*Well…this is awkward. For the past few months, I have been writing bitter posts about jerks with paychecks and oversharing about my own descent into unemployed purgatory. This blog has been my savior from boredom, depression, and hell, the one thing keeping my self-esteem from scuttling away every time someone asked the most dreadful question: “So what are you up to?” Last week, I was offered a full-time job. It’s still freelance (so I’m one of the millions of Americans who hope they don’t get swine flu anytime soon), but I get to work in an office and feel like a productive member of society. This sounds cliche, but I’m so excited! The name of the blog won’t change, and content will stay the same. Expect the weekly columns and daily news updates (though with fewer personal updates and overshares than before). And if you are Ivy Leagued and Unemployed – I’d still love to hear your story and feature you in the Hire My Friend column. The same goes for Why I Have a Job: we need inspiration here, people!
Major: Comparative Literature and Society (I don’t really know what that means either).
What I do all day: Writing and producing web content for one of my favorite publications.
What I would rather be doing all day: Nothing. And I mean that. You really develop a love of all things corporate and job-like (cubicle, morning alarm, wearing clothes that are not your pajamas) when that’s the one thing you’ve been denied for so long.
Where I found this job: A friend who interned with me way back when recommended me for the position. It’s true what you hear – most jobs in media aren’t even listed.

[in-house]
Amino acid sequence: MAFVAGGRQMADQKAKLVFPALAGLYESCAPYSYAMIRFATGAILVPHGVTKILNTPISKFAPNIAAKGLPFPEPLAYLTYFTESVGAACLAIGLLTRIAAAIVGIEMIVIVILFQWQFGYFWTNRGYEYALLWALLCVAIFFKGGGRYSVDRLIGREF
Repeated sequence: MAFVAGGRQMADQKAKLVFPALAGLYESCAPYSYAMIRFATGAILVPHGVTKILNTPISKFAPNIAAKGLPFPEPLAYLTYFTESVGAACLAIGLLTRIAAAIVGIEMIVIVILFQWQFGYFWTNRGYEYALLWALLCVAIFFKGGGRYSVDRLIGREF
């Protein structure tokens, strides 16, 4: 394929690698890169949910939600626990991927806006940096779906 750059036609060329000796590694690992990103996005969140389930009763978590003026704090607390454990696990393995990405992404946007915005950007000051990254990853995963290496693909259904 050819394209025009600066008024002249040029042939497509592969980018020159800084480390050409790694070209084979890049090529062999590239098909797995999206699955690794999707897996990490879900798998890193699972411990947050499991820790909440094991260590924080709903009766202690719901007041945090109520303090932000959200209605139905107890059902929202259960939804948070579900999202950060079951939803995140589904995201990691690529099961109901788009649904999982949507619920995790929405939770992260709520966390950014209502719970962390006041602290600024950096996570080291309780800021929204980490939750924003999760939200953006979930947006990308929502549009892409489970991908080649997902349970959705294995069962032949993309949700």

Why they hired me as opposed to hundreds of other overqualified Ivy league grads: I had over 3 years of professional experience (this is what happens when you intern more often than you go to class).
Best part about being employed: Being able to go to a restaurant with friends and not feel compelled to order the cheapest thing on the menu.
Worst part about being employed: Running on pure caffeine until I can trick my body into waking up early on its own.
Heartfelt advice to your jobless friends who may have been freeloading off of you for months: Don’t wallow. Start a blog instead. 😉 Really though, I have no idea if my employers even knew of the blog when they hired me, but it’s so important to pursue your passion when you have so much free time. And I think working on something where I was the sole writer/editor/publisher helped me gain confidence in a horribly discouraging field. And maybe that showed in my interview and edit test.